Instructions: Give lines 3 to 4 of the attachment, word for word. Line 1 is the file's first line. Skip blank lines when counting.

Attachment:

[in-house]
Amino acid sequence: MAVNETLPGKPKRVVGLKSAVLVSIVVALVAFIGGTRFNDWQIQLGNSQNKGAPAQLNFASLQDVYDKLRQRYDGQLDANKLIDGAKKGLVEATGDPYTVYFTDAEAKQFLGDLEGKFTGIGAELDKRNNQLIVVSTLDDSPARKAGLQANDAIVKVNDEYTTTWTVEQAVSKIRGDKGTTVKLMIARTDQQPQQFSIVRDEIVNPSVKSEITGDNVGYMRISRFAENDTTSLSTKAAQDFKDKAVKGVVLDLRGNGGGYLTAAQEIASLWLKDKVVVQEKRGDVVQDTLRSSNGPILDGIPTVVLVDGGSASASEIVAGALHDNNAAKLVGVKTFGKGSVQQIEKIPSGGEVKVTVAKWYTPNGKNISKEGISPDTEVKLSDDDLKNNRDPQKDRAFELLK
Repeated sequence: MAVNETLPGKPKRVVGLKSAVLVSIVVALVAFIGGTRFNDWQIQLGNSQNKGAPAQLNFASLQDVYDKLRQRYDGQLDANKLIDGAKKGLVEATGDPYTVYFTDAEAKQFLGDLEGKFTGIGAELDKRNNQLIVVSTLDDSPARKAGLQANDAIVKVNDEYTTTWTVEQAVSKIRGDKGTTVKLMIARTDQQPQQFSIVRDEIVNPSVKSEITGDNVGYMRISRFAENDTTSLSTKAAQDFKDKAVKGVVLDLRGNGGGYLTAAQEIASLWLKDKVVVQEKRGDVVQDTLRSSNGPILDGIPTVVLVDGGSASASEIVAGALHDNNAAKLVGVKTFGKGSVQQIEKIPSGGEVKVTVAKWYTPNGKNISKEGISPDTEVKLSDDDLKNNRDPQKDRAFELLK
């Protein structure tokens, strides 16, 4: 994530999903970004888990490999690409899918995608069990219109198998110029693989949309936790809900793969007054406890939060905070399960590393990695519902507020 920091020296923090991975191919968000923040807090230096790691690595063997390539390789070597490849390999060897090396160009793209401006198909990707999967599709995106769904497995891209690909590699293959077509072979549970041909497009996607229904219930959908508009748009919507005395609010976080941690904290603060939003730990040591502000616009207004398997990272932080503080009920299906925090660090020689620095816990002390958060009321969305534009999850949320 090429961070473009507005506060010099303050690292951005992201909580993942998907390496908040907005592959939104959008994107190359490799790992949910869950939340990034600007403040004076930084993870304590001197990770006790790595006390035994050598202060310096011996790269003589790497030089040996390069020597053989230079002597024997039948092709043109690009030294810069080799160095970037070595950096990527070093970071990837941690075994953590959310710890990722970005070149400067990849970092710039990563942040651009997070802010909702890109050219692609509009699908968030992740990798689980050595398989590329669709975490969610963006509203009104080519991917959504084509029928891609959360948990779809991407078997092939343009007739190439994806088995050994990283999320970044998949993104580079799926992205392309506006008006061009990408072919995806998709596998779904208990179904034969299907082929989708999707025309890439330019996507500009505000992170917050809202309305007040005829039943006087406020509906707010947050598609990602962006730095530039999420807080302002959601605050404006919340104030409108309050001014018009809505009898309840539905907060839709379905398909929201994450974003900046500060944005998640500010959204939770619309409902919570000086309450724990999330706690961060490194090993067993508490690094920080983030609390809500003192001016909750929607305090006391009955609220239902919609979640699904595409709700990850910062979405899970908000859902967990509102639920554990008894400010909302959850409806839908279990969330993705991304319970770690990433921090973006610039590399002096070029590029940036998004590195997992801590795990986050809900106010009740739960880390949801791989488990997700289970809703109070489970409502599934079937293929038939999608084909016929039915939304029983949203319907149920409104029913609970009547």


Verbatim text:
Repeated sequence: MAVNETLPGKPKRVVGLKSAVLVSIVVALVAFIGGTRFNDWQIQLGNSQNKGAPAQLNFASLQDVYDKLRQRYDGQLDANKLIDGAKKGLVEATGDPYTVYFTDAEAKQFLGDLEGKFTGIGAELDKRNNQLIVVSTLDDSPARKAGLQANDAIVKVNDEYTTTWTVEQAVSKIRGDKGTTVKLMIARTDQQPQQFSIVRDEIVNPSVKSEITGDNVGYMRISRFAENDTTSLSTKAAQDFKDKAVKGVVLDLRGNGGGYLTAAQEIASLWLKDKVVVQEKRGDVVQDTLRSSNGPILDGIPTVVLVDGGSASASEIVAGALHDNNAAKLVGVKTFGKGSVQQIEKIPSGGEVKVTVAKWYTPNGKNISKEGISPDTEVKLSDDDLKNNRDPQKDRAFELLK
């Protein structure tokens, strides 16, 4: 994530999903970004888990490999690409899918995608069990219109198998110029693989949309936790809900793969007054406890939060905070399960590393990695519902507020 920091020296923090991975191919968000923040807090230096790691690595063997390539390789070597490849390999060897090396160009793209401006198909990707999967599709995106769904497995891209690909590699293959077509072979549970041909497009996607229904219930959908508009748009919507005395609010976080941690904290603060939003730990040591502000616009207004398997990272932080503080009920299906925090660090020689620095816990002390958060009321969305534009999850949320 090429961070473009507005506060010099303050690292951005992201909580993942998907390496908040907005592959939104959008994107190359490799790992949910869950939340990034600007403040004076930084993870304590001197990770006790790595006390035994050598202060310096011996790269003589790497030089040996390069020597053989230079002597024997039948092709043109690009030294810069080799160095970037070595950096990527070093970071990837941690075994953590959310710890990722970005070149400067990849970092710039990563942040651009997070802010909702890109050219692609509009699908968030992740990798689980050595398989590329669709975490969610963006509203009104080519991917959504084509029928891609959360948990779809991407078997092939343009007739190439994806088995050994990283999320970044998949993104580079799926992205392309506006008006061009990408072919995806998709596998779904208990179904034969299907082929989708999707025309890439330019996507500009505000992170917050809202309305007040005829039943006087406020509906707010947050598609990602962006730095530039999420807080302002959601605050404006919340104030409108309050001014018009809505009898309840539905907060839709379905398909929201994450974003900046500060944005998640500010959204939770619309409902919570000086309450724990999330706690961060490194090993067993508490690094920080983030609390809500003192001016909750929607305090006391009955609220239902919609979640699904595409709700990850910062979405899970908000859902967990509102639920554990008894400010909302959850409806839908279990969330993705991304319970770690990433921090973006610039590399002096070029590029940036998004590195997992801590795990986050809900106010009740739960880390949801791989488990997700289970809703109070489970409502599934079937293929038939999608084909016929039915939304029983949203319907149920409104029913609970009547």